Canning, E. U. & Wright, C. A. (1986). Behavioral aspects of parasite. Linean Society of London. Kennedy, C. R. (1981). Ecological aspects of Parasitology. North Holland Publishing Co: Amsterdam Taylor, A.E.R & Muller, R. (1987). Genetic aspects of host parasite relationships. Symposium of the British Society for Parasitology. . Blackwell Scientific Publications Oxford Whitfield, P. J. (Recent edition). The biology of parasitism; an introduction to the study of association organisms. Edward Arnold. Publishers, UK SMYTH, J. D. (1994). Introduction to Animal Parasitology, 3rd edition. Cambridge University Press, Cambridge. Day, P. R. (1998). Genetics of host-parasite interaction. W.H. Pressman & Co: San Francisco. Chapters in books GRENFELL, B. T., DIETZ, K. & ROBERTS, M. G. (1995). Modeling the immuno-epidemiology of macroparasites in naturally fluctuating host populations. In Ecology of Infectious Diseases in Natural Populations (ed. Grenfell, B. T. & Dobson, A. P.), pp. 362-383. Cambridge University Press, Cambridge Practical 25 marks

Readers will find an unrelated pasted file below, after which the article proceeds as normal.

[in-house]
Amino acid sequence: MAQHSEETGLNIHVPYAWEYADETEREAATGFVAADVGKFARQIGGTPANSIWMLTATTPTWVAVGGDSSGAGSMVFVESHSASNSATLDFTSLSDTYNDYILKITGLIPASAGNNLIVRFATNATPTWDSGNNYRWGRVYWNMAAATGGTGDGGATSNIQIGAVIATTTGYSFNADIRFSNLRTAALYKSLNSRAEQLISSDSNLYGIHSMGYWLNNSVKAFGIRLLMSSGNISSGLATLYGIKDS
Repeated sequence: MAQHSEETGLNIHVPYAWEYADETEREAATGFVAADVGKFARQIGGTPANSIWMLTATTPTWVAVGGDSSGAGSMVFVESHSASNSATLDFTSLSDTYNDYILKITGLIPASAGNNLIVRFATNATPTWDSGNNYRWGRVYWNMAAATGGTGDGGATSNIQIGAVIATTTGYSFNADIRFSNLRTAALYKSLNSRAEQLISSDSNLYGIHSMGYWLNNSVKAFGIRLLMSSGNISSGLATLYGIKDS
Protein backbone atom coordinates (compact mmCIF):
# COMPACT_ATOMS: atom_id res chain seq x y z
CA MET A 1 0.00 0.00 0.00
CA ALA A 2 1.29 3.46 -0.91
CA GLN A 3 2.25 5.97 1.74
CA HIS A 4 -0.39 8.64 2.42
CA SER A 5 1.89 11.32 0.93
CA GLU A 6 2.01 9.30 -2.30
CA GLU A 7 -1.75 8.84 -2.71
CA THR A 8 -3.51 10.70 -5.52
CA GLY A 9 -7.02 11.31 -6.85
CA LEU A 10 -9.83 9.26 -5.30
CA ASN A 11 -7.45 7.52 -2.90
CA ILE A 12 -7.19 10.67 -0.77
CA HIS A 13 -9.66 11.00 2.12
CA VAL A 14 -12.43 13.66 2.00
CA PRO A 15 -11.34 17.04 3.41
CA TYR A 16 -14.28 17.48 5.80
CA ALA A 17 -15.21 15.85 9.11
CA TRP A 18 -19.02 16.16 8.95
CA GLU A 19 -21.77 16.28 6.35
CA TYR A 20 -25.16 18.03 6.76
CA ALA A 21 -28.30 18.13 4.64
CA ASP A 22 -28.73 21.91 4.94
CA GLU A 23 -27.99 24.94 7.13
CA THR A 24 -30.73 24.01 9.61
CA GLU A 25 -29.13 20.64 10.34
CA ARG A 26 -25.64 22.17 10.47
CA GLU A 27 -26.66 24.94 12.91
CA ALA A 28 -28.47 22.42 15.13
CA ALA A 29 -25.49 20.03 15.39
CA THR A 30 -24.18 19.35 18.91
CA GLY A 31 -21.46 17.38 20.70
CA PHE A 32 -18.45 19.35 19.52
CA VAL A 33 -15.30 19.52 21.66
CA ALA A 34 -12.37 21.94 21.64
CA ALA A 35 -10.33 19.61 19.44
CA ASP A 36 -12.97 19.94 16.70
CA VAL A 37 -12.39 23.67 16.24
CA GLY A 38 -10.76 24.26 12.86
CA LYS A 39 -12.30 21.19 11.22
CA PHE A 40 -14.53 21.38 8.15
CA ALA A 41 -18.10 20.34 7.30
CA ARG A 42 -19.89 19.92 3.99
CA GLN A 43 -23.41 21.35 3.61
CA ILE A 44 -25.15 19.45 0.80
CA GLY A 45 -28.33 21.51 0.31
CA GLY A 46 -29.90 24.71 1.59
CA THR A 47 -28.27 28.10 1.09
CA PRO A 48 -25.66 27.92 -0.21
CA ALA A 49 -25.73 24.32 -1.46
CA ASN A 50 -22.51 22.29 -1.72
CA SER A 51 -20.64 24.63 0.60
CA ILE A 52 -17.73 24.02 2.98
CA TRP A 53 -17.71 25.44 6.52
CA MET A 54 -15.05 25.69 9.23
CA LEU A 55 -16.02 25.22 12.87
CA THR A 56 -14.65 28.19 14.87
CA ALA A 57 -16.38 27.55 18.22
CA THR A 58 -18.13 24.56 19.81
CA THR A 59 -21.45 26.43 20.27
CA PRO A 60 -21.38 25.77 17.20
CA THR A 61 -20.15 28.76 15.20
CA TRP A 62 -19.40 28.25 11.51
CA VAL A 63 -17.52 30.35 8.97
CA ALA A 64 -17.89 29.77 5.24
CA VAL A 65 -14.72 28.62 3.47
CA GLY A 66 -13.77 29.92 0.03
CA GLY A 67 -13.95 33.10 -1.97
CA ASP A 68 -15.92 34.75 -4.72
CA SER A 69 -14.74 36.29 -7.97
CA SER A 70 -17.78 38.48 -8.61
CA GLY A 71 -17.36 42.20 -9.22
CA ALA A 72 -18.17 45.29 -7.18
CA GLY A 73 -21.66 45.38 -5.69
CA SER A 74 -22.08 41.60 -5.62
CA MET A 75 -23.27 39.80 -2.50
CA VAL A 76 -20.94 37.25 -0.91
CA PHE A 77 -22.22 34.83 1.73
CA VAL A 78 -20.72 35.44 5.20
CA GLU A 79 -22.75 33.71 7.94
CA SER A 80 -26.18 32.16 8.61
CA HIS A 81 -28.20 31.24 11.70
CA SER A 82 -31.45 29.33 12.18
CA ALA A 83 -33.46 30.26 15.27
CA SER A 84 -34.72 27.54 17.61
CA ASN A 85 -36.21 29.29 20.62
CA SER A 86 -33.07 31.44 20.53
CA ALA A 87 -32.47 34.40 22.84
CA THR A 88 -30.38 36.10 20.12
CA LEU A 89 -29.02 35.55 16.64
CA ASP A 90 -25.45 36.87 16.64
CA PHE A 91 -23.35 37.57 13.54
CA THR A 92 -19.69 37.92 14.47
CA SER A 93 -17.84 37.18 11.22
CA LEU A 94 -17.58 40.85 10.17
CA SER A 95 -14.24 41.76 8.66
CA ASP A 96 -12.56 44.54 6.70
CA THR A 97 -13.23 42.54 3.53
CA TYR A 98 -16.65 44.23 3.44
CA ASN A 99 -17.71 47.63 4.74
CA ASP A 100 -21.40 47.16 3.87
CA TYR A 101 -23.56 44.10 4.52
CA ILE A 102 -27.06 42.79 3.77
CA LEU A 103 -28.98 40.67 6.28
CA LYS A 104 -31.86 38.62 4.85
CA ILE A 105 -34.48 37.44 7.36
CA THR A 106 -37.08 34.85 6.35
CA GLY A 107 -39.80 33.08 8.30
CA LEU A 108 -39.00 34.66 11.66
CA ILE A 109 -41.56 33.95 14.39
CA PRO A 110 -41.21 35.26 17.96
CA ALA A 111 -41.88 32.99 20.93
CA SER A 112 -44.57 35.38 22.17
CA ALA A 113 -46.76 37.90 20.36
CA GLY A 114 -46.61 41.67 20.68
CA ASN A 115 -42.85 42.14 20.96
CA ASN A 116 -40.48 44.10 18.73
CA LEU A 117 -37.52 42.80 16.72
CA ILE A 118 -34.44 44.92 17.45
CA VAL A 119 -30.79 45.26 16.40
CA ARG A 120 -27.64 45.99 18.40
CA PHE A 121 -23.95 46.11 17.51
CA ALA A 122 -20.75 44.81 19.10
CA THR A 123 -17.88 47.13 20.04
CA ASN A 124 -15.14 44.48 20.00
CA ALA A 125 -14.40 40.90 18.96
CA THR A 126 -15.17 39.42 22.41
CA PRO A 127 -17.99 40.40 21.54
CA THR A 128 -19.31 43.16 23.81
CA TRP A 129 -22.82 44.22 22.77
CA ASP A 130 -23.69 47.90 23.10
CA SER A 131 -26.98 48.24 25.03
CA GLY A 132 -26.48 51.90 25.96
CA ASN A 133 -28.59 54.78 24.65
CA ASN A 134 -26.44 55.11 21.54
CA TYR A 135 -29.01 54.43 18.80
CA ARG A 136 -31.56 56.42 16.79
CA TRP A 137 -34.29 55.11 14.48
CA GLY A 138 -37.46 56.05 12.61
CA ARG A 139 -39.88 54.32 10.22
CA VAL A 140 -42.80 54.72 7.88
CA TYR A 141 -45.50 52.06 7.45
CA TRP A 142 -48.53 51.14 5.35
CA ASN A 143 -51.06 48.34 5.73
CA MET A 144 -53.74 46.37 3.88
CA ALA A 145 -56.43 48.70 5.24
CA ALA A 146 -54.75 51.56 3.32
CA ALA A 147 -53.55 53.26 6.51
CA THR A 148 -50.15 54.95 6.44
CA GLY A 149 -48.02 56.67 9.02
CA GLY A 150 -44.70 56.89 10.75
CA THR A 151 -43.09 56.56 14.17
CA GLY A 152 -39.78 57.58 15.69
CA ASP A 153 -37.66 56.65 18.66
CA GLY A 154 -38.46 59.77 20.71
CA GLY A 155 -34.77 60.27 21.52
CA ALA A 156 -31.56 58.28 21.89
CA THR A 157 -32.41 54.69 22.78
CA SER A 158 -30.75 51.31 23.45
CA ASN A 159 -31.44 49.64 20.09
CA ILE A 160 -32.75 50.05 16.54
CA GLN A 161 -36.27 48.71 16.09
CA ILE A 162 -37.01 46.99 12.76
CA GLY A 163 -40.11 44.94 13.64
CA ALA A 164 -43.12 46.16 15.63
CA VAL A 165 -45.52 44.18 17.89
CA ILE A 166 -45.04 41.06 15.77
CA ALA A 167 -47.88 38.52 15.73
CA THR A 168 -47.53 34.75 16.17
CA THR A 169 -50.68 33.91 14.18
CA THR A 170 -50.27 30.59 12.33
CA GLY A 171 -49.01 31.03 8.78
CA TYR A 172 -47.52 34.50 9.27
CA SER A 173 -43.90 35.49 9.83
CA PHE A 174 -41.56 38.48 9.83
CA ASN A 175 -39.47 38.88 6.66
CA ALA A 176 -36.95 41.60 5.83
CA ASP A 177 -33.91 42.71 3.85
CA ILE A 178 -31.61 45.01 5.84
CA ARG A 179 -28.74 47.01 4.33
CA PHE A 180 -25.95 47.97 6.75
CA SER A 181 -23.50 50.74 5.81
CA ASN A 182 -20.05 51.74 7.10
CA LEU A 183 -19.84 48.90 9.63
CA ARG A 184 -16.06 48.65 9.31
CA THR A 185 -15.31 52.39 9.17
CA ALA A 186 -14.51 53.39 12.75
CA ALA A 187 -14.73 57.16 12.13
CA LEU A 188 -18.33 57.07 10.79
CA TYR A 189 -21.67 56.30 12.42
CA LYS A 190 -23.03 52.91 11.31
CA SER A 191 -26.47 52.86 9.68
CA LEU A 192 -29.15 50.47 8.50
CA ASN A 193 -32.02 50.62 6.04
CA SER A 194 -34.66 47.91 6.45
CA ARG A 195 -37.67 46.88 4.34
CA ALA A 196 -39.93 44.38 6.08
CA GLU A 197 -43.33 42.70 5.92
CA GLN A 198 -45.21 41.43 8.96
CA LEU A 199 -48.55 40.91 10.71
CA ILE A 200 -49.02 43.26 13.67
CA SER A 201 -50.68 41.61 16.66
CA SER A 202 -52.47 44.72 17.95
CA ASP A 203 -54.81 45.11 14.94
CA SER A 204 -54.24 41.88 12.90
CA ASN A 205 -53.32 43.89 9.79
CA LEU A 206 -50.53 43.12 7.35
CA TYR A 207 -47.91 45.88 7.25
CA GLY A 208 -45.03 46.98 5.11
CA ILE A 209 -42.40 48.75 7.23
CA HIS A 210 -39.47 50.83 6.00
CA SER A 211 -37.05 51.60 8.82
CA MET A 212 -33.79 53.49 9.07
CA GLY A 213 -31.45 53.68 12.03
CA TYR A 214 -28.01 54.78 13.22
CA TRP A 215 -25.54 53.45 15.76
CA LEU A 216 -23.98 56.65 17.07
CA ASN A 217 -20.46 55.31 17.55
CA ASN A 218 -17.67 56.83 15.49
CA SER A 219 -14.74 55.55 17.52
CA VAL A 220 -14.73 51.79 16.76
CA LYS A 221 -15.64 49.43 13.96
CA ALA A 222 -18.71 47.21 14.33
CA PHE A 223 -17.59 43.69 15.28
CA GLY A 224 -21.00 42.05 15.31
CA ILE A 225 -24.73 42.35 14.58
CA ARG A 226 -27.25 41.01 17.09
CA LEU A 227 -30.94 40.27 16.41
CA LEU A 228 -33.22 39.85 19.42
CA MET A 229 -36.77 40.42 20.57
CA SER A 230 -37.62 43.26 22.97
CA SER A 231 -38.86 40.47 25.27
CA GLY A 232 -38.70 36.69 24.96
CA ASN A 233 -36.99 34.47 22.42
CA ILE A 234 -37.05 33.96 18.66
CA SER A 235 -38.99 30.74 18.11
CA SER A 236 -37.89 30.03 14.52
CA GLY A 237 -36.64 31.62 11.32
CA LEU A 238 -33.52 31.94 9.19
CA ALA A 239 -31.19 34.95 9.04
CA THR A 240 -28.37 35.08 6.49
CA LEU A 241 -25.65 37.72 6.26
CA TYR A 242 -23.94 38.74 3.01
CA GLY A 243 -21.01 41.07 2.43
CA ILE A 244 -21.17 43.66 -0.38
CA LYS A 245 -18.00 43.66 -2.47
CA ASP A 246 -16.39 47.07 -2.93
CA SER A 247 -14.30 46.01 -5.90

Stage and ocular micrometry for measurement of helminths. Preparation of temporary and permanent mounts of parasites from the following animals: a. Fish b. Frog/toad c. Fowl/Pigeon d. Rat/Mouse. Study of helminths from prepared slides. Study of eggs/larvae from feces and prepared slides. Diagnosis of medically important parasites in fecal specimen by using: Tillman’s centrifugation technique, by Lugol’s iodine staining technique



Aims Objectives and outcomes: The aim of this course is to enable students in obtaining complete understanding about freshwater as well as marine fishes in general and freshwater culturable fishes in particular. It comprises morphology, anatomy, classification and some understanding about various feeding groups found in different water bodies. After having complete knowledge of above, students will be able to practice independently.

Paper VII (Zool. 503-F) PAPER A:


Marks: (75+25) (75 Marks) 23